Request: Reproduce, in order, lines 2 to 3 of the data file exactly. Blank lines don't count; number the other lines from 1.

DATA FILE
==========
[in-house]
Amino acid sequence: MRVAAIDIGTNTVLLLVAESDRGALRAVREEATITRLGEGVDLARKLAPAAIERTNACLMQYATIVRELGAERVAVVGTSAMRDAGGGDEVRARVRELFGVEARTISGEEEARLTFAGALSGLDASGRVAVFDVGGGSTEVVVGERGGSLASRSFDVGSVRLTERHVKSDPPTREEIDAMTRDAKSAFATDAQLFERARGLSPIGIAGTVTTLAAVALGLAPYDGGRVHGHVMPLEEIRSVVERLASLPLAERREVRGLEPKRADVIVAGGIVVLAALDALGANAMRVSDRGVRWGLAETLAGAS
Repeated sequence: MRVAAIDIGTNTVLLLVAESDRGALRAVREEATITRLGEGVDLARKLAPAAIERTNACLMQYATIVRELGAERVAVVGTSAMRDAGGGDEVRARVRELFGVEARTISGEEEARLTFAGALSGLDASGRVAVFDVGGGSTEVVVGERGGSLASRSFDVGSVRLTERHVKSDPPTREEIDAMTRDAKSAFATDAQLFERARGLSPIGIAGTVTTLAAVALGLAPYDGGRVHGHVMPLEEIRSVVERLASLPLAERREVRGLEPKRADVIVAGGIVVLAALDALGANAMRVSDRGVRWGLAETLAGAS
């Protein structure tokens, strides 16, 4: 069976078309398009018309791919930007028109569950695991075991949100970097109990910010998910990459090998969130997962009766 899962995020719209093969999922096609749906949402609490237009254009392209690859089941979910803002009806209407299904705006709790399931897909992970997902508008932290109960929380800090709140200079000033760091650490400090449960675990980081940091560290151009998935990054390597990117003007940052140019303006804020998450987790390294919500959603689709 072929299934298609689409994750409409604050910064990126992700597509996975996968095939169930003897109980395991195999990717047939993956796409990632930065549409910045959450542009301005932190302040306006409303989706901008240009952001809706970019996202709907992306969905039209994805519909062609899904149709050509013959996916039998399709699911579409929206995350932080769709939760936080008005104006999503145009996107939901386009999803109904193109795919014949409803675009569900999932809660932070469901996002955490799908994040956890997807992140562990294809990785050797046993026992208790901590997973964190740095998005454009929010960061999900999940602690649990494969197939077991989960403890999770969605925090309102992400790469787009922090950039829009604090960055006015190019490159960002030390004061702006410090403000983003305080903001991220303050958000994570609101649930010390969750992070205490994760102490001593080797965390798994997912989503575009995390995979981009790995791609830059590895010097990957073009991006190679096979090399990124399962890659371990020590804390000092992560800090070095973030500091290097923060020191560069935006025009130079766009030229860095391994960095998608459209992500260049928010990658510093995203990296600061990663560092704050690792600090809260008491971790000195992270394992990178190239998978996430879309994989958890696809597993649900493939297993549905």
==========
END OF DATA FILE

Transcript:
Amino acid sequence: MRVAAIDIGTNTVLLLVAESDRGALRAVREEATITRLGEGVDLARKLAPAAIERTNACLMQYATIVRELGAERVAVVGTSAMRDAGGGDEVRARVRELFGVEARTISGEEEARLTFAGALSGLDASGRVAVFDVGGGSTEVVVGERGGSLASRSFDVGSVRLTERHVKSDPPTREEIDAMTRDAKSAFATDAQLFERARGLSPIGIAGTVTTLAAVALGLAPYDGGRVHGHVMPLEEIRSVVERLASLPLAERREVRGLEPKRADVIVAGGIVVLAALDALGANAMRVSDRGVRWGLAETLAGAS
Repeated sequence: MRVAAIDIGTNTVLLLVAESDRGALRAVREEATITRLGEGVDLARKLAPAAIERTNACLMQYATIVRELGAERVAVVGTSAMRDAGGGDEVRARVRELFGVEARTISGEEEARLTFAGALSGLDASGRVAVFDVGGGSTEVVVGERGGSLASRSFDVGSVRLTERHVKSDPPTREEIDAMTRDAKSAFATDAQLFERARGLSPIGIAGTVTTLAAVALGLAPYDGGRVHGHVMPLEEIRSVVERLASLPLAERREVRGLEPKRADVIVAGGIVVLAALDALGANAMRVSDRGVRWGLAETLAGAS